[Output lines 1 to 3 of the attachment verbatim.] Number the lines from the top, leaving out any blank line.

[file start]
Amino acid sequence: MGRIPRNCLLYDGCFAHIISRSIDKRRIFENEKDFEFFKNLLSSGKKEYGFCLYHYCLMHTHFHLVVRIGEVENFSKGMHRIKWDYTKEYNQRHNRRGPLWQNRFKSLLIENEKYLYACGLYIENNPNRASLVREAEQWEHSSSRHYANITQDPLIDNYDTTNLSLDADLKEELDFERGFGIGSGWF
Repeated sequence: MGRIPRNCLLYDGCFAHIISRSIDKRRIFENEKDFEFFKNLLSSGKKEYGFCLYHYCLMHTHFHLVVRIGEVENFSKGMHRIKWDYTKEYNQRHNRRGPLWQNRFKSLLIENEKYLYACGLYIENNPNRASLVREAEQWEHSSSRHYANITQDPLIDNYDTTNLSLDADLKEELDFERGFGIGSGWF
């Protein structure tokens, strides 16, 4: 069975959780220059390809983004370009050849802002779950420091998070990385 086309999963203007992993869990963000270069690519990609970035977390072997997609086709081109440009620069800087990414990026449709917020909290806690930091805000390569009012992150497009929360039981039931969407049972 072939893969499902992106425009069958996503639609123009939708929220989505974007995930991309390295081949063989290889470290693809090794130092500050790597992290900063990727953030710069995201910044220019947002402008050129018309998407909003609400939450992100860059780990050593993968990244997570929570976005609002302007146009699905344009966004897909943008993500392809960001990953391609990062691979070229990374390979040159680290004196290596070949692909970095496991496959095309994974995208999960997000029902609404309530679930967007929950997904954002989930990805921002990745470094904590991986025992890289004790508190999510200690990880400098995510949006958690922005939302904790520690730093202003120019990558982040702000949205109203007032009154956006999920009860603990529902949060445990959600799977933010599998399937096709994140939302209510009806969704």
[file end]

Amino acid sequence: MGRIPRNCLLYDGCFAHIISRSIDKRRIFENEKDFEFFKNLLSSGKKEYGFCLYHYCLMHTHFHLVVRIGEVENFSKGMHRIKWDYTKEYNQRHNRRGPLWQNRFKSLLIENEKYLYACGLYIENNPNRASLVREAEQWEHSSSRHYANITQDPLIDNYDTTNLSLDADLKEELDFERGFGIGSGWF
Repeated sequence: MGRIPRNCLLYDGCFAHIISRSIDKRRIFENEKDFEFFKNLLSSGKKEYGFCLYHYCLMHTHFHLVVRIGEVENFSKGMHRIKWDYTKEYNQRHNRRGPLWQNRFKSLLIENEKYLYACGLYIENNPNRASLVREAEQWEHSSSRHYANITQDPLIDNYDTTNLSLDADLKEELDFERGFGIGSGWF
């Protein structure tokens, strides 16, 4: 069975959780220059390809983004370009050849802002779950420091998070990385 086309999963203007992993869990963000270069690519990609970035977390072997997609086709081109440009620069800087990414990026449709917020909290806690930091805000390569009012992150497009929360039981039931969407049972 072939893969499902992106425009069958996503639609123009939708929220989505974007995930991309390295081949063989290889470290693809090794130092500050790597992290900063990727953030710069995201910044220019947002402008050129018309998407909003609400939450992100860059780990050593993968990244997570929570976005609002302007146009699905344009966004897909943008993500392809960001990953391609990062691979070229990374390979040159680290004196290596070949692909970095496991496959095309994974995208999960997000029902609404309530679930967007929950997904954002989930990805921002990745470094904590991986025992890289004790508190999510200690990880400098995510949006958690922005939302904790520690730093202003120019990558982040702000949205109203007032009154956006999920009860603990529902949060445990959600799977933010599998399937096709994140939302209510009806969704």